John King of France was made prisoner in this memorable battle. Equally liberal and brave, the Prince did all in his power to console and gratify the unfortunate Sovereign ; and actually waited at his table during a supper he gave the King, and others, in his pavilion, the evening succeeding the victory. When the captive and his conqueror entered London, the citizens were commanded to shew him every possible respect. And from the richness of the pageants and dresses on this occasion, it might have been supposed King John had made a visit of ceremony to England. The prisoner rode on a noble white steed, with royal caparisons; the meek and unassuming victor paced by his side on a little black hackney.
A severe battle occurred at Calais between the French and English on the 31st of December, 1348 ; when Edward the Third fought incognito, under the banners of Sir Walter de Manny. Sir Eustace de Ribeaumont, a Knight of great courage and strength, engaged the King in single combat; and it was with much difficulty that the latter made Sir Eustace his prisoner.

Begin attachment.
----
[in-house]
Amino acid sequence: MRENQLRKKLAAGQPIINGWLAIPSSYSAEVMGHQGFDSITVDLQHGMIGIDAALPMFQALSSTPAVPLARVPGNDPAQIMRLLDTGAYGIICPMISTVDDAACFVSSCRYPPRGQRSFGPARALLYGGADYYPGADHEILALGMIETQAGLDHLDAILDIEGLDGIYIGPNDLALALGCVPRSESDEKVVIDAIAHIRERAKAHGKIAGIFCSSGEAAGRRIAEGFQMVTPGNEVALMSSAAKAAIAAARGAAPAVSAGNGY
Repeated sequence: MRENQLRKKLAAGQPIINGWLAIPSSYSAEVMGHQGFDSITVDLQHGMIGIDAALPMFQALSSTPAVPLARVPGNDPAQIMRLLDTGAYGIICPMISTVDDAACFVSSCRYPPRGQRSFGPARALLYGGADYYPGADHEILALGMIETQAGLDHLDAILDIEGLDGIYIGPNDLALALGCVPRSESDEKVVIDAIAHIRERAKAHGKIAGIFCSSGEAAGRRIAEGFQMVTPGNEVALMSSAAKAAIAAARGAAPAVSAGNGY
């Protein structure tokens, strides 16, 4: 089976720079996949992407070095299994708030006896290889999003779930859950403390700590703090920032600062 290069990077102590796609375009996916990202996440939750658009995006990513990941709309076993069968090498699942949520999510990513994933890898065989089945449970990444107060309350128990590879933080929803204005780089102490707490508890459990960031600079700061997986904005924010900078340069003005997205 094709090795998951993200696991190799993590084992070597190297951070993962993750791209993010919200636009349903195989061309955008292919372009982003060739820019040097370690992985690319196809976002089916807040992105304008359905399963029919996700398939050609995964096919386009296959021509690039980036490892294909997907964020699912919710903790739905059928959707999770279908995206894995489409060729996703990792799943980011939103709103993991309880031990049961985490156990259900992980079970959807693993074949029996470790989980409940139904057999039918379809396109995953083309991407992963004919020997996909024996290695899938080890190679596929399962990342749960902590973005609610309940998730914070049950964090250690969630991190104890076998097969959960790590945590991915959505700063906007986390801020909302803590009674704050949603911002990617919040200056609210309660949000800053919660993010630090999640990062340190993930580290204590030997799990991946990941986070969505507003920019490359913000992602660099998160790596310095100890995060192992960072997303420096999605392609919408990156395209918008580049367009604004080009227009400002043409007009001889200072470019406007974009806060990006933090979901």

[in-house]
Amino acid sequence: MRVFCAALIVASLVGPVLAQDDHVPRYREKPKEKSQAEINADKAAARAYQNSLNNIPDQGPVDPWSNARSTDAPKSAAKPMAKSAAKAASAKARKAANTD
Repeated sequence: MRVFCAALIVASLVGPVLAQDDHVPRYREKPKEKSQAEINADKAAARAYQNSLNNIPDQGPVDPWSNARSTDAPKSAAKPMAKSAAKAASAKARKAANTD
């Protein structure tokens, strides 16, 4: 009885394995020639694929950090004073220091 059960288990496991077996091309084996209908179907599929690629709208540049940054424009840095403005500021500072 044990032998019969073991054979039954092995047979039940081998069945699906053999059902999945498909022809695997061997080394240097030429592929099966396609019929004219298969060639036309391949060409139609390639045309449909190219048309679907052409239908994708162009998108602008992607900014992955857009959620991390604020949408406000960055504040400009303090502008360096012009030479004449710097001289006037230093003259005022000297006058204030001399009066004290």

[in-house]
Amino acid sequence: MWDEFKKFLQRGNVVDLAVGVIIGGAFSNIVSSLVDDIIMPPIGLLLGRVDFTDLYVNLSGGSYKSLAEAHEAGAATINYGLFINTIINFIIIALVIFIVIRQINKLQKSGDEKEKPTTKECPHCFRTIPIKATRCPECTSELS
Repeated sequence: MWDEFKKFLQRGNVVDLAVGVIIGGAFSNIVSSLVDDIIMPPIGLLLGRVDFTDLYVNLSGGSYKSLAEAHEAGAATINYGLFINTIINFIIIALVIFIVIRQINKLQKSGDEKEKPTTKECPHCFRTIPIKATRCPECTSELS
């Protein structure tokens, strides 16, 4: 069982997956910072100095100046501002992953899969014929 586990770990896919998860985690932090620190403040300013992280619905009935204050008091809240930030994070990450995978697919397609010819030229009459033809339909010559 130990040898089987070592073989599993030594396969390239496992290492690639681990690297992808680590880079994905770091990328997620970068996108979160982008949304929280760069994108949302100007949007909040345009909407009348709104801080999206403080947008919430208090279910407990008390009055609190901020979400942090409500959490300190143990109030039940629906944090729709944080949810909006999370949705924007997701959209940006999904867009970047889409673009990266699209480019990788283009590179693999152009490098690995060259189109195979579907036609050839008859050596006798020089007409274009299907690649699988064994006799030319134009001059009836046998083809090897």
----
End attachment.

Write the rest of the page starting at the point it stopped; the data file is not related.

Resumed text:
After the conclusion of the engagement, the victorious Monarch met the captive Knights, and explained to them and Sir Eustace the part he had taken in the conflict : at the same time he declared it was his intention to entertain them all in the castle, to celebrate the commencement of the new year. At the appointed hour the English court appeared in rich dresses, and seated themselves at table with the prisoners, who received the most friendly attention, and were honoured by the Prince of Wales, and the lords his attendants, bearing the first course to the Monarch's hospitable board.
After the removal of the supper Edward remained with his guests, crowned only by a cha let of fine pearls; and, rising, he addressed himself to the different Knights, particularly to Sir Geoffry de Chargny, who wished to have surprised the town: and Sir Eustace de Ribeaumont smiling, he told the latter he found him to be one of the most courageous Knights in Christendom, and the most difficult to overcome of any